Last week we began to discuss the laws of what one who finds an item must do once he is clear that he is obligated to guard the item and try to find its rightful owner. We will continue with these laws below.
The finder must be careful to preserve the item so that it does not get damaged. For example, if he found a book he should not store it in a damp place where it might become moldy. Furthermore, the finder is not allowed to borrow the item for his personal use.
If the finder discovers the identity of the owner of the lost item he is not obligated to deliver it to the owner, rather he can call him and request that he come to pick it up. Once the owner has been notified, it becomes his responsibility to travel to the finder to reclaim it.
If the finder cannot contact the owner but knows his identity he should try to return the item in a manner that the owner will definitely be able to retrieve it – for example, he should not leave it outside the front door of the owner’s house, because someone may steal it before the owner discovers it. Rather he should try to hand over the item to the rightful owner.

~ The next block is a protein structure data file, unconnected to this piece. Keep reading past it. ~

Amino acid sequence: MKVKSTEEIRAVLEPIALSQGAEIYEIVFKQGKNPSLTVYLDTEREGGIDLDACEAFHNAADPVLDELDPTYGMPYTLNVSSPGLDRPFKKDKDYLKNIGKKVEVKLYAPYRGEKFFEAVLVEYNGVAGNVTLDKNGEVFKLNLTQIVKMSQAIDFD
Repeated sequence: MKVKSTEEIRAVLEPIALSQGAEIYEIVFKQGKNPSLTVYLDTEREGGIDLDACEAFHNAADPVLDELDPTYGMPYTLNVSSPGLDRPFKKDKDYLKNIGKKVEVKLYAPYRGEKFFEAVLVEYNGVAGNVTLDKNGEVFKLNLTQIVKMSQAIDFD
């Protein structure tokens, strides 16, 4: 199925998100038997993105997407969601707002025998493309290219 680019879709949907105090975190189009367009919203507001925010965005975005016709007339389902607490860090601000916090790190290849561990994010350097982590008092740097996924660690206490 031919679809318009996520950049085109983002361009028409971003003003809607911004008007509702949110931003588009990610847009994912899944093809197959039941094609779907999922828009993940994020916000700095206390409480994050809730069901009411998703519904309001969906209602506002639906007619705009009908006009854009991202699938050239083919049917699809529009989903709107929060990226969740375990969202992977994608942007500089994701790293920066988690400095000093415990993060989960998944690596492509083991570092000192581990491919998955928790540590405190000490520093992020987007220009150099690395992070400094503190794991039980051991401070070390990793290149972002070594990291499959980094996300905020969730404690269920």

If the finder does not know the identity of the owner he is required to publicize his find in the hope that the owner will discover the location of his lost item. If he finds it the item in a self-contained area such as a summer camp, then he can simply put up a sign in the most frequented location and announce it when many people are gathered together.
If, however, he found it in a large town, then he should put up signs in the communal areas, such as shuls that are close to where the item was found.
In the following week we will discuss what to write on the signs and the effort required in putting them up,
*Much of the information for this essay is taken from “Halachos of Other People’s Money” by Rabbi Yisroel Pinchos Bodner
Text Copyright © 2009 by Rabbi Yehonasan Gefen and Torah.org